We are still within the appeals period, but would not be keen to take an appeal to the Board if we could avoid it. We just don't have the stomach for the possible additional delay that an appeal could add - 4-6 months I believe? Also, it has financial implications for us, as the house is currently in an unlive-able condition, and so we are renting while we wait to renovate it. So the cumulative costs of paying both rent and mortgage for up to an extra 6 months would wipeout most of the gain to be made from having the contribution levy reversed.

I'm thinking maybe we'll try to address it through the planning officer directly, if no joy with the Council then approach local representatives, TDs. Any thoughts of the possibility of success with this approach?


Former user
+1 what DBK100 has said about grounding my "adjectives" :) in a reasoned argument based on planning issues - I jumped ahead to the court case!

Several people found problems in Dublin City Council due to punctilious processing of applications by planning officers back in 2002-2004 after the new regulations came in.

I was once told my client's house address was incorrect as a reason for returning an application as invalid.
I duly produced a copy of Thom's directory listing the house number and pointed out that this was the third application and that I was going to take legal action to recover loss of earnings.
I had to re-apply for form's sake, because there was no way to accept the aplication as it was out of time, but the planning office paid for the public notices on the final application and we got a clean permission.

The other two referrals on that job were because the applications were deemed invalid for things like:

* not putting a north point on the OS Map and in one case
* not providing a rear elevation in context

The former was rectified in law after lobbying by me and others - the OS Map was out source for north points [north to the top] and now a little arrow get printed on each by the OS Office.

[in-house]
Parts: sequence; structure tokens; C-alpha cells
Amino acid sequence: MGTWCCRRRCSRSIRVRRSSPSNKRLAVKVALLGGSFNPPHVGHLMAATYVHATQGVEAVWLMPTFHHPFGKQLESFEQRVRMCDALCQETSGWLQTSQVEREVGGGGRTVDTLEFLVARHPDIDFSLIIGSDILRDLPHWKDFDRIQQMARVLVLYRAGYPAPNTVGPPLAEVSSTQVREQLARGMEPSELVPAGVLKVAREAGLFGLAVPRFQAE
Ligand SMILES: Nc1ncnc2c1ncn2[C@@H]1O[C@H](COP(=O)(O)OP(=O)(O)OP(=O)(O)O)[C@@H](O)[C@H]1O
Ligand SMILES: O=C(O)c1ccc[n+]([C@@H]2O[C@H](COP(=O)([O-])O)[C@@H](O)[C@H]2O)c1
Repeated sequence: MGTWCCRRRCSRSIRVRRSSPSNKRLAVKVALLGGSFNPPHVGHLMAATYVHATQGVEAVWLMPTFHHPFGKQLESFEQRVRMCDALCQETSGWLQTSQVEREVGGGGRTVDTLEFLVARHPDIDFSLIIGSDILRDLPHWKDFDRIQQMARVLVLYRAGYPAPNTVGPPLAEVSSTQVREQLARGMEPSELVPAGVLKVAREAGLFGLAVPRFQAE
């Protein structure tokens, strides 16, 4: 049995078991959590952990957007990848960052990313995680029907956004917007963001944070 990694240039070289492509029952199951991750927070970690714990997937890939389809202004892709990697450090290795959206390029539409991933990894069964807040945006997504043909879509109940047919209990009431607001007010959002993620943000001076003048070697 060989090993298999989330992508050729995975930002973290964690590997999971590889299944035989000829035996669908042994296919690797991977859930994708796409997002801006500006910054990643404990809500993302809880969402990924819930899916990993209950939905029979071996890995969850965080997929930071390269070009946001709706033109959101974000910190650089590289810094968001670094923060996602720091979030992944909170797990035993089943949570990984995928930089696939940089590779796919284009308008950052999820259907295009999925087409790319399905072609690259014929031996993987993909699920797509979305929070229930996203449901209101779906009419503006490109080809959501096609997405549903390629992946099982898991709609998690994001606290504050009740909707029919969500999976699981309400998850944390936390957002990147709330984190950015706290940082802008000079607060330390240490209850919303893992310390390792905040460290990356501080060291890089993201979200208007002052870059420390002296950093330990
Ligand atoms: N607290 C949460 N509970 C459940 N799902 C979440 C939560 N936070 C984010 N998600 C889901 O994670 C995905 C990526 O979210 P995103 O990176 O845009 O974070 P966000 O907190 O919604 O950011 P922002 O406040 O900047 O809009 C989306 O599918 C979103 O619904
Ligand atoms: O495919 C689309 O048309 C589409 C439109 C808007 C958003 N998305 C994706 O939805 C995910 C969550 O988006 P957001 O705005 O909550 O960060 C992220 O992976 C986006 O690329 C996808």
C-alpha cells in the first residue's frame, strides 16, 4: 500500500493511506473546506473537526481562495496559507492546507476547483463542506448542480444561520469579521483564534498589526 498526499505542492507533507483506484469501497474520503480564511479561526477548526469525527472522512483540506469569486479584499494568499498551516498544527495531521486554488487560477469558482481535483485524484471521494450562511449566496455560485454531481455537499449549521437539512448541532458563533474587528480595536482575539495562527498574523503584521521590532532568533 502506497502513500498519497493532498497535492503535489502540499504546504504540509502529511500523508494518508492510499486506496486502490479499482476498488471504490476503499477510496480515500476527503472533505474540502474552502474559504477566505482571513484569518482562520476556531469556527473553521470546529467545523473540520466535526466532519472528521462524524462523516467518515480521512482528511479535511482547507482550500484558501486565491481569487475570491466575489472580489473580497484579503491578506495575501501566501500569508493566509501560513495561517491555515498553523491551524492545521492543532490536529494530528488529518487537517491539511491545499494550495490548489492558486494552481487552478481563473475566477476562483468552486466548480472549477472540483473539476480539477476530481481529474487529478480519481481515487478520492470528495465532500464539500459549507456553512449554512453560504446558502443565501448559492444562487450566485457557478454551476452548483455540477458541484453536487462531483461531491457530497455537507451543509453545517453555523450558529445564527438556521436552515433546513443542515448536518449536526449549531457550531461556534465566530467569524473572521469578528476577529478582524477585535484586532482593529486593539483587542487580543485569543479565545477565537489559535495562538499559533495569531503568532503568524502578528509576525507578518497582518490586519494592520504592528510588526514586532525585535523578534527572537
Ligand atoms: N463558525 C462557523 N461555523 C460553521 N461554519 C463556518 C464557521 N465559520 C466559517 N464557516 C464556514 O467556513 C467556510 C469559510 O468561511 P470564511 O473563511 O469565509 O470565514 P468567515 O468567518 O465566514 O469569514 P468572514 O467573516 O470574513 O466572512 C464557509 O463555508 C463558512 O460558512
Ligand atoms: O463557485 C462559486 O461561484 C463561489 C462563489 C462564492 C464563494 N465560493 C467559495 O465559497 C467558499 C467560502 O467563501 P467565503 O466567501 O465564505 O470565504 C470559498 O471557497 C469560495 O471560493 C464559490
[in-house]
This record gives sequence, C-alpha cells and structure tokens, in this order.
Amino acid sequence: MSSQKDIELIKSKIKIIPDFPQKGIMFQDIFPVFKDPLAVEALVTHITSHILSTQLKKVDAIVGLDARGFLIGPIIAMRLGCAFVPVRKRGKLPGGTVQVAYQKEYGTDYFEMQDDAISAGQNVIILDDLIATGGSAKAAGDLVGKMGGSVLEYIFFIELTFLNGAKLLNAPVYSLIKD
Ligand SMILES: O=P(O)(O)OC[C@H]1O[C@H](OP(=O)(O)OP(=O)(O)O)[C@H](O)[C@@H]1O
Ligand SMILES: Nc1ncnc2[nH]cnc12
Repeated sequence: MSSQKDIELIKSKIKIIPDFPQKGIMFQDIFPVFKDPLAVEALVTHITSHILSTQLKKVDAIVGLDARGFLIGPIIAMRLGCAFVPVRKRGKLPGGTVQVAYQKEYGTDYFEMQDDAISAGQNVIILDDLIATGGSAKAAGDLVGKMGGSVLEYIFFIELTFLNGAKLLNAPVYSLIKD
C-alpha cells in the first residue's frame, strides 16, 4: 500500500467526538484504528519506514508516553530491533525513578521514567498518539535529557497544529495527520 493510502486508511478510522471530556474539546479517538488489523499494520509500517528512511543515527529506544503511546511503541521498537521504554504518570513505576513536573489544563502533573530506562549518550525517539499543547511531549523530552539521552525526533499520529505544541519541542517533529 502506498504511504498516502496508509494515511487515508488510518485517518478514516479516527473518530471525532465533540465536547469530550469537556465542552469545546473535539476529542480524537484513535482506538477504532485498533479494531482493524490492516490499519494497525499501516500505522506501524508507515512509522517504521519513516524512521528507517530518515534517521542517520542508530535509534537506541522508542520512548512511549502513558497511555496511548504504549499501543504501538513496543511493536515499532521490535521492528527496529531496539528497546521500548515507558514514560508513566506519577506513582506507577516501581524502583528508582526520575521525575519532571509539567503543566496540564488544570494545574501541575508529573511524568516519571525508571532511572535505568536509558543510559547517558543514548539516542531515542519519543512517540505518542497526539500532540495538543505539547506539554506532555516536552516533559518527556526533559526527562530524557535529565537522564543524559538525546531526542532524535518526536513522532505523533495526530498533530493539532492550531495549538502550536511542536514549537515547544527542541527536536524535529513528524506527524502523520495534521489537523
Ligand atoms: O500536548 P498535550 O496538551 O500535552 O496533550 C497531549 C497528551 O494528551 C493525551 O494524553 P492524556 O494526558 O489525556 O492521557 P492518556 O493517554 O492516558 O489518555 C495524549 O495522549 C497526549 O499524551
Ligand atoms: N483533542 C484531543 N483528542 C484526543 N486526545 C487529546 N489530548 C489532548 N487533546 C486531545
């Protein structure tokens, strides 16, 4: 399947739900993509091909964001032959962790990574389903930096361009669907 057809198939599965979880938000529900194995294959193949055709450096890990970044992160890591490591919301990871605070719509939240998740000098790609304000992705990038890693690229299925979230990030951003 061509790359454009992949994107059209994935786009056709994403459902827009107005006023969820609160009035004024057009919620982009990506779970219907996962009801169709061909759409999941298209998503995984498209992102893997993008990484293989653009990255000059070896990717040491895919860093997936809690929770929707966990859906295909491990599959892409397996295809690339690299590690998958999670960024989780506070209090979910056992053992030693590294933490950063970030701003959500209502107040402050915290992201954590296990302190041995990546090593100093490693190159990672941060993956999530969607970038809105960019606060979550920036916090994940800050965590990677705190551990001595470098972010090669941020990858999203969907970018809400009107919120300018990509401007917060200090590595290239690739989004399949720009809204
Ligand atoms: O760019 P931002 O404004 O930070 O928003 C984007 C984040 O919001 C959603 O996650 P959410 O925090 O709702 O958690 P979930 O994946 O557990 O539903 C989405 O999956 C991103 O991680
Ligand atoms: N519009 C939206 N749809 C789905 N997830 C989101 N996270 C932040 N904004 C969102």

The latter they agreed to omit except for what could be seen from the public domain to the rear lane - the accepted I had no right to survey people's privsate rear open spaces/rear elevations and ifringe their privacy.

But the attitude of the plannerd was what caused difficulty at the time, claiming as they still do that they cannot discuss an application with you during the planning process.
Comments from our office that the application process hasn't really begun while validation is continuing have so far fallen on deaf years, but now I have a bit of free time on my hands I might press this case also.

I suspect that with your application officialdom has taken a wrong turning and you will be intrumental in returning them to the desired course - service to the electorate.



Frequent Poster
Sophisto, you could go into Dublin City Council offices planning section. It is incredibly quiet at the moment with the lack of planning or construction activity, but the two guys on the desk will probably be grateful for the company and they are always very helpful, a fountain of knowledge.

I would follow it up by either you or your Architect telephoning the Planner, as long as he / she will speak to you during the Appeal period - they don't always.

This will clarify your position, as you don't have much time.